Coaching?

Julianne Schwietz, MA, CPCC - December 2012

“I don’t know what to call what I need.”

This conversation came out of a meeting with a recent client of mine. This is a woman who owns her own blossoming business, TV show, and will have her first book published soon. She flys from NYC to LA for public appearances and to meet with those who want to learn from and about her.

“Then describe the need or desire you have,” I asked.

“I am pulled in a million directions. I want to stay true to myself and my core values. I want to stay clear about the path I want to take in doing this work. It is so easy to be swayed by well-meaning people and ideas and to be influenced by those whose job it is to influence. I think I need a personal manager, a shepherd of sorts, or…”

“A coach?” I suggested.

She looked at me skeptically. It became clear that ironically, the clarity that results from a trusting coaching relationship had not been clearly defined in her understanding of coaching. But of course, as with most human experience, the knowing comes with the doing. Unless a person has heard someone relate their own personal experience in working with a coach, the explanation can sound like a really good commercial.

Clarity and Confidence through Coaching

While really good commercials sell us on products of all kinds, human relationships, personal growth, and fulfillment, are not commodities. Instead, these are investments. We invest ourselves in the lives of others, in our work, in our faith, and in our own lives. Coaching is about helping individuals get clear about priorities that influence these investments.

Coaching is always done for the sake of the client. A coach enters this honored place of trust without the same stake a family member, or friend, has in the client’s life. In this way, the coach is a neutral observer who looks out for the absolute best welfare of the client.

Everyone has their own best knowing. The work of the coaching relationship is to assist the client in seeing, trusting and building confidence in that knowledge. Where there are blind spots, the coaching relationship allows and expects to unveil the unseen for the sake of the client.

What is a Coach?

We can list all kinds of coaching formats… leadership coaching, executive coaching, life coaching, spiritual coaching, relationship coaching, career coaching, and more. Know that what differentiates these is often the background and interests of the coach. A coach will often specialize in one or more of these areas, thereby narrowing the focus of their practice and to whom they avail themselves. Regardless of their specialty, a coach has a future focus on the cognitive, emotional, and spiritual aspects of individual growth toward potential.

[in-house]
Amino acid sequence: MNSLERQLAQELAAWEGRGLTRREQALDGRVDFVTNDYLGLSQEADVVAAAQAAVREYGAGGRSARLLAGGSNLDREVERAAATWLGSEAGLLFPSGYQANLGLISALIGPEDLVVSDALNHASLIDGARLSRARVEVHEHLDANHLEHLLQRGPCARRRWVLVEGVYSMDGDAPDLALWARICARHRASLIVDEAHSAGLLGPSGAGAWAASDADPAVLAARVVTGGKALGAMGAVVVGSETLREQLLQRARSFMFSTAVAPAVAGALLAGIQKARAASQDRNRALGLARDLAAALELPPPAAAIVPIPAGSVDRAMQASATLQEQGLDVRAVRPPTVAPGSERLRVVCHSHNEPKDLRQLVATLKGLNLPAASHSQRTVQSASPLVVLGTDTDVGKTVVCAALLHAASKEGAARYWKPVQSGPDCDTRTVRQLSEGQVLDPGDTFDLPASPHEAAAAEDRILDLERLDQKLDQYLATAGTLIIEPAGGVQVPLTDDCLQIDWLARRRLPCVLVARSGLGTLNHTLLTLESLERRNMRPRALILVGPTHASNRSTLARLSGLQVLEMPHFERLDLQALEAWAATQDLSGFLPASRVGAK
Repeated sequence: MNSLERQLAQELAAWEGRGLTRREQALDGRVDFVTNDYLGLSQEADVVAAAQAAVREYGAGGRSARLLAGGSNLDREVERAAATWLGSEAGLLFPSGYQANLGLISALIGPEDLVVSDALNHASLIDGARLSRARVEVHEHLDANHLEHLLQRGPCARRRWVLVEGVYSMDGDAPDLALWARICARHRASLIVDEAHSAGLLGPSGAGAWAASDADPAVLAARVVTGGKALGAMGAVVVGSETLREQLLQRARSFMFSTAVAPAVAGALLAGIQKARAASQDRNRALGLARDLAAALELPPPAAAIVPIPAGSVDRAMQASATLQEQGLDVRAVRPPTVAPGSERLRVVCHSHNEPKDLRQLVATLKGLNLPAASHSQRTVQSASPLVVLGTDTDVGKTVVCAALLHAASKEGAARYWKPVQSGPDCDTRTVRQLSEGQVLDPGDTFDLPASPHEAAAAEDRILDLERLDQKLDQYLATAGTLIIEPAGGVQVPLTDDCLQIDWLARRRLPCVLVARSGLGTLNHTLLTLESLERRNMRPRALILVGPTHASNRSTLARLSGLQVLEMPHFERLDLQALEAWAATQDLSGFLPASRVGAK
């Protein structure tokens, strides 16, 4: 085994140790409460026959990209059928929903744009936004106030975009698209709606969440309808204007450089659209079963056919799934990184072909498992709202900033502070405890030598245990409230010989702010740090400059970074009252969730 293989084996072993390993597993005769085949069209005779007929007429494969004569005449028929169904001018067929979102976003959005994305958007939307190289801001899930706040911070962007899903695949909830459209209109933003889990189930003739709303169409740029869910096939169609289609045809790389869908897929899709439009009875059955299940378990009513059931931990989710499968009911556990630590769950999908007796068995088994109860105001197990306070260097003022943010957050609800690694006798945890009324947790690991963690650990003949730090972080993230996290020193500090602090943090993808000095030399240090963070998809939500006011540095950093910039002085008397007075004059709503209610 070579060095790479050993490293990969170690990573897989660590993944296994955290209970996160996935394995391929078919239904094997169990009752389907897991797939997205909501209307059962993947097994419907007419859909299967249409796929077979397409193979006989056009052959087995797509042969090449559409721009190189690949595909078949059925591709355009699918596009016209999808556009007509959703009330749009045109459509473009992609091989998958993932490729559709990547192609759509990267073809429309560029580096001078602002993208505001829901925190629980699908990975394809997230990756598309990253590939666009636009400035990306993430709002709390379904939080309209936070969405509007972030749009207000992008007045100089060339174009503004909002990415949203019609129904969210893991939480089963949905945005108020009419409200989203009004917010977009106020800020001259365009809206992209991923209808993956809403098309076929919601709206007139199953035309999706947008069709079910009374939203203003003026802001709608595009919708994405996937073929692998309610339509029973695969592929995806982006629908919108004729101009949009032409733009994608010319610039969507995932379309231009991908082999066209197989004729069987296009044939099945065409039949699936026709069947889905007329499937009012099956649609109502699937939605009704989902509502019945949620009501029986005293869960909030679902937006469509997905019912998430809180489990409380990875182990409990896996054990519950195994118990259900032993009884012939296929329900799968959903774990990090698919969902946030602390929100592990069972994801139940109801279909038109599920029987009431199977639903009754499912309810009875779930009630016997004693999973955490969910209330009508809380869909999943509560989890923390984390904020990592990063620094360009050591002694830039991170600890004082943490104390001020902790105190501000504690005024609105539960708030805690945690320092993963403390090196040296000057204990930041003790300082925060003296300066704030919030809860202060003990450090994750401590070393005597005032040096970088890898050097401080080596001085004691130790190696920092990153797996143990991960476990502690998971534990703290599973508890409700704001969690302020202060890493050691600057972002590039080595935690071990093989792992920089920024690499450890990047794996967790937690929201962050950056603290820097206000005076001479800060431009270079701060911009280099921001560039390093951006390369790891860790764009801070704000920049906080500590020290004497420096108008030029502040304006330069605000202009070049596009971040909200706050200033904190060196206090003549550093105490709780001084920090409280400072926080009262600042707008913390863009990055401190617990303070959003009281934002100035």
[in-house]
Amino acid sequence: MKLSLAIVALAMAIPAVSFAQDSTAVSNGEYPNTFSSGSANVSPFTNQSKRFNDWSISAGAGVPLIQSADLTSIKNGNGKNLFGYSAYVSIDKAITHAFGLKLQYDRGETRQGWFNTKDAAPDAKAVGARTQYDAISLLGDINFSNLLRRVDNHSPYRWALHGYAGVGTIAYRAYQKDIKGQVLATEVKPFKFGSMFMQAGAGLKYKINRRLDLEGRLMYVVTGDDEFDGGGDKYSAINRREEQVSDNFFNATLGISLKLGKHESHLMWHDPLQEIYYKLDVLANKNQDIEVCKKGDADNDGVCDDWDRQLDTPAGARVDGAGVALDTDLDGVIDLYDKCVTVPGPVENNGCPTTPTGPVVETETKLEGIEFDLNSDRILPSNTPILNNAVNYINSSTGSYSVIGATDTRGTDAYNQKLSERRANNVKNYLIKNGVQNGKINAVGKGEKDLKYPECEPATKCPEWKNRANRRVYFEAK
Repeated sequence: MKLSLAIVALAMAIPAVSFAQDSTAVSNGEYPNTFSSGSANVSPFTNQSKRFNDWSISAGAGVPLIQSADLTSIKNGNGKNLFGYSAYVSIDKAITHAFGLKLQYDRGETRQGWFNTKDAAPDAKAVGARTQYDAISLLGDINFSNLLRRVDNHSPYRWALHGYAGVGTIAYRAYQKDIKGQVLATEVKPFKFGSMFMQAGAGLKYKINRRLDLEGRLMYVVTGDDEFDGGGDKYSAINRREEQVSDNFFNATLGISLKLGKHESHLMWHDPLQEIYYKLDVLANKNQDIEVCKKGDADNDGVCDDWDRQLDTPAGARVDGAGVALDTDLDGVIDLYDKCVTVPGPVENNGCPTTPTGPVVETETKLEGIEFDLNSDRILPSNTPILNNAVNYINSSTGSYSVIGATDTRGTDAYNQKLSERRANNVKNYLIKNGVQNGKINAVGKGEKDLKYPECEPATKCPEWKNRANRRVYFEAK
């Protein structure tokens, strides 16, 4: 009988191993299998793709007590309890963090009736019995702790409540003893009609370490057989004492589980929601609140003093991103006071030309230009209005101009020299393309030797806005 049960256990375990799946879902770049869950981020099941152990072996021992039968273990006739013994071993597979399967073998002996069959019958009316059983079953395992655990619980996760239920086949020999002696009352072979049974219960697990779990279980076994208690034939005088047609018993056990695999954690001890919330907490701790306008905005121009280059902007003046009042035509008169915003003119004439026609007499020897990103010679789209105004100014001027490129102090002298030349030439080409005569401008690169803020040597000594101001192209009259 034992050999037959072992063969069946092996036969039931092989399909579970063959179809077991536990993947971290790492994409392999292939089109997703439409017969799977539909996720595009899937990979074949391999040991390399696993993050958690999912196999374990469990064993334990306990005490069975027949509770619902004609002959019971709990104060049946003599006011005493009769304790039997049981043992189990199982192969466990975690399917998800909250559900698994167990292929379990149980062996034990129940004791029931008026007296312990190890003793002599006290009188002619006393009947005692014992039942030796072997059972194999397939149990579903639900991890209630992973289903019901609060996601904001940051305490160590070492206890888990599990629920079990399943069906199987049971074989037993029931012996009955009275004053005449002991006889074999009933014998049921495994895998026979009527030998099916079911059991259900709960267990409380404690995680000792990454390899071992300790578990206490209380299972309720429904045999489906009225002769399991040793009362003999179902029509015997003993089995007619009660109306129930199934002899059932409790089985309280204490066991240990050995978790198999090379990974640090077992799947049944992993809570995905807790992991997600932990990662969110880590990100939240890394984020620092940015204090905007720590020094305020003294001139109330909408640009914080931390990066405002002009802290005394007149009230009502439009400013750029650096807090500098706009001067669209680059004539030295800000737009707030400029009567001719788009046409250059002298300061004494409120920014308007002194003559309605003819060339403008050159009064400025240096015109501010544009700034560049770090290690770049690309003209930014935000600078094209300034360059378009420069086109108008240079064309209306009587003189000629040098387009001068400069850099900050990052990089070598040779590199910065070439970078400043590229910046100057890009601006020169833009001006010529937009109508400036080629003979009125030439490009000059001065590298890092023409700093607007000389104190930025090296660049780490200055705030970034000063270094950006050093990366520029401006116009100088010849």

In comparison, a personal trainer focuses on the body, muscles, possibly nutrition, and the physical aspects of strengthening. A therapist often has a focus on the past in order to fix or tend to a diagnosis related to mental health. A mentorship is commonly about one person passing on their learning to another in order to assist them in a particular field or way of being/doing.

What’s in it for the coach?

Coaching done right is fulfilling, rewarding beyond measure, and challenging like crazy! Think of brain science, emotional intelligence, spiritual joy, epistemology, and human potential as the driving forces behind the work of a coach. Think of empathy, positivity, and maximization as the strengths of a coach. The job of the coach is to couple her interest and study of these forces, with her own strengths, to point laser light into the life of the client to help him/her see what is less visible to their own knowing. This is done through deep listening, powerful questions asked by the coach and the sincere interest on the part of both to assist the client in reaching their coaching goals.

Is Coaching Right For Me?

Each person has their own goals and motivations in life. What are you doing to invest in your own fulfillment, potential, joy, growth and/or movement and improvement? Consider entering into a coaching relationship. It will change your life for the better. My work as a coach guarantees it!

Julianne Schwietz, MAHD, CCPC, has her bachelor’s degree in Oral Communication from St. Catherine University; her master’s degree is in Human Development from St. Mary’s University; and her coaches training and professional certification from the worldwide Coaches Training Institute. Julianne enjoys coaching clients with a focus on personal leadership style, relationship building, communication, storytelling, public speaking, and notching up personal growth and development toward best-self potential.

Coaching relationships with Julianne may be explored and designed through Arthur Maxwell. Call 763-432-0629 or email coaching@arthur-maxwell.com for a confidential conversation regarding structure, cost, scheduling and more.

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